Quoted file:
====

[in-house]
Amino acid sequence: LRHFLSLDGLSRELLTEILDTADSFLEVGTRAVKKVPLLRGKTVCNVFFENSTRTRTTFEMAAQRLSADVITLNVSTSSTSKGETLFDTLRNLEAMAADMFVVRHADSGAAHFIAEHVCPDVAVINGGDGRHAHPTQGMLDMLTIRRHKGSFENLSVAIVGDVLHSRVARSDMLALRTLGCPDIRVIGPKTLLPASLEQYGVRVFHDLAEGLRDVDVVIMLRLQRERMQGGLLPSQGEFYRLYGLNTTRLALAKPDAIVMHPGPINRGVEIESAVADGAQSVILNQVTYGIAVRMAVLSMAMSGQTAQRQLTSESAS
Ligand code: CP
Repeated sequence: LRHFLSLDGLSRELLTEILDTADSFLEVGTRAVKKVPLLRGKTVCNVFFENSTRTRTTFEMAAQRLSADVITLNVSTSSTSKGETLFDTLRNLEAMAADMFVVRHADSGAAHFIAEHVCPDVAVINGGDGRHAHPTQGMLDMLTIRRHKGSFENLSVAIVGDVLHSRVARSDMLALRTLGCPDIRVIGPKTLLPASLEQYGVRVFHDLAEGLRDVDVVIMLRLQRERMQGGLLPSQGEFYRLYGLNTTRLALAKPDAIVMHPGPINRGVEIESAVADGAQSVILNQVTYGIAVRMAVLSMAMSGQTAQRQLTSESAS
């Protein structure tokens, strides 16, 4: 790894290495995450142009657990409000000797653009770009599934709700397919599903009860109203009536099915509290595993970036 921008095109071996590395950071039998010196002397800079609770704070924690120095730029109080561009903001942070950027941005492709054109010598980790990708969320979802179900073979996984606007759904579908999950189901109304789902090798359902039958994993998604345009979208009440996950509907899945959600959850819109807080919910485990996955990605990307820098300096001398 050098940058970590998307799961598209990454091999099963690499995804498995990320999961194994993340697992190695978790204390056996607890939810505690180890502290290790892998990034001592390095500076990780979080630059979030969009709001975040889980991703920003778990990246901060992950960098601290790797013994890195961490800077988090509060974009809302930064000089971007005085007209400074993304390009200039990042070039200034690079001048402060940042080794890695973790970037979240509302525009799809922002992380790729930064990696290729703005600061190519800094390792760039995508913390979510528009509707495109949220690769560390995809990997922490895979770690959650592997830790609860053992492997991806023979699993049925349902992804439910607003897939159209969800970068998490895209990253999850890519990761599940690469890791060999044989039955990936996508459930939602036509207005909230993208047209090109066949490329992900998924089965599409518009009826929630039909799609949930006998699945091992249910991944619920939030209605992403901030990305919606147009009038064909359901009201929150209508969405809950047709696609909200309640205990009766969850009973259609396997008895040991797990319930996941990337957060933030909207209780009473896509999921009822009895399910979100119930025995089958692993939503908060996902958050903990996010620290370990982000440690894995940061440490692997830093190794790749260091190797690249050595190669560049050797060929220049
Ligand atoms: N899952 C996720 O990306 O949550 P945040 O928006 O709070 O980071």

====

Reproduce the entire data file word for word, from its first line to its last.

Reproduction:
[in-house]
Amino acid sequence: LRHFLSLDGLSRELLTEILDTADSFLEVGTRAVKKVPLLRGKTVCNVFFENSTRTRTTFEMAAQRLSADVITLNVSTSSTSKGETLFDTLRNLEAMAADMFVVRHADSGAAHFIAEHVCPDVAVINGGDGRHAHPTQGMLDMLTIRRHKGSFENLSVAIVGDVLHSRVARSDMLALRTLGCPDIRVIGPKTLLPASLEQYGVRVFHDLAEGLRDVDVVIMLRLQRERMQGGLLPSQGEFYRLYGLNTTRLALAKPDAIVMHPGPINRGVEIESAVADGAQSVILNQVTYGIAVRMAVLSMAMSGQTAQRQLTSESAS
Ligand code: CP
Repeated sequence: LRHFLSLDGLSRELLTEILDTADSFLEVGTRAVKKVPLLRGKTVCNVFFENSTRTRTTFEMAAQRLSADVITLNVSTSSTSKGETLFDTLRNLEAMAADMFVVRHADSGAAHFIAEHVCPDVAVINGGDGRHAHPTQGMLDMLTIRRHKGSFENLSVAIVGDVLHSRVARSDMLALRTLGCPDIRVIGPKTLLPASLEQYGVRVFHDLAEGLRDVDVVIMLRLQRERMQGGLLPSQGEFYRLYGLNTTRLALAKPDAIVMHPGPINRGVEIESAVADGAQSVILNQVTYGIAVRMAVLSMAMSGQTAQRQLTSESAS
């Protein structure tokens, strides 16, 4: 790894290495995450142009657990409000000797653009770009599934709700397919599903009860109203009536099915509290595993970036 921008095109071996590395950071039998010196002397800079609770704070924690120095730029109080561009903001942070950027941005492709054109010598980790990708969320979802179900073979996984606007759904579908999950189901109304789902090798359902039958994993998604345009979208009440996950509907899945959600959850819109807080919910485990996955990605990307820098300096001398 050098940058970590998307799961598209990454091999099963690499995804498995990320999961194994993340697992190695978790204390056996607890939810505690180890502290290790892998990034001592390095500076990780979080630059979030969009709001975040889980991703920003778990990246901060992950960098601290790797013994890195961490800077988090509060974009809302930064000089971007005085007209400074993304390009200039990042070039200034690079001048402060940042080794890695973790970037979240509302525009799809922002992380790729930064990696290729703005600061190519800094390792760039995508913390979510528009509707495109949220690769560390995809990997922490895979770690959650592997830790609860053992492997991806023979699993049925349902992804439910607003897939159209969800970068998490895209990253999850890519990761599940690469890791060999044989039955990936996508459930939602036509207005909230993208047209090109066949490329992900998924089965599409518009009826929630039909799609949930006998699945091992249910991944619920939030209605992403901030990305919606147009009038064909359901009201929150209508969405809950047709696609909200309640205990009766969850009973259609396997008895040991797990319930996941990337957060933030909207209780009473896509999921009822009895399910979100119930025995089958692993939503908060996902958050903990996010620290370990982000440690894995940061440490692997830093190794790749260091190797690249050595190669560049050797060929220049
Ligand atoms: N899952 C996720 O990306 O949550 P945040 O928006 O709070 O980071």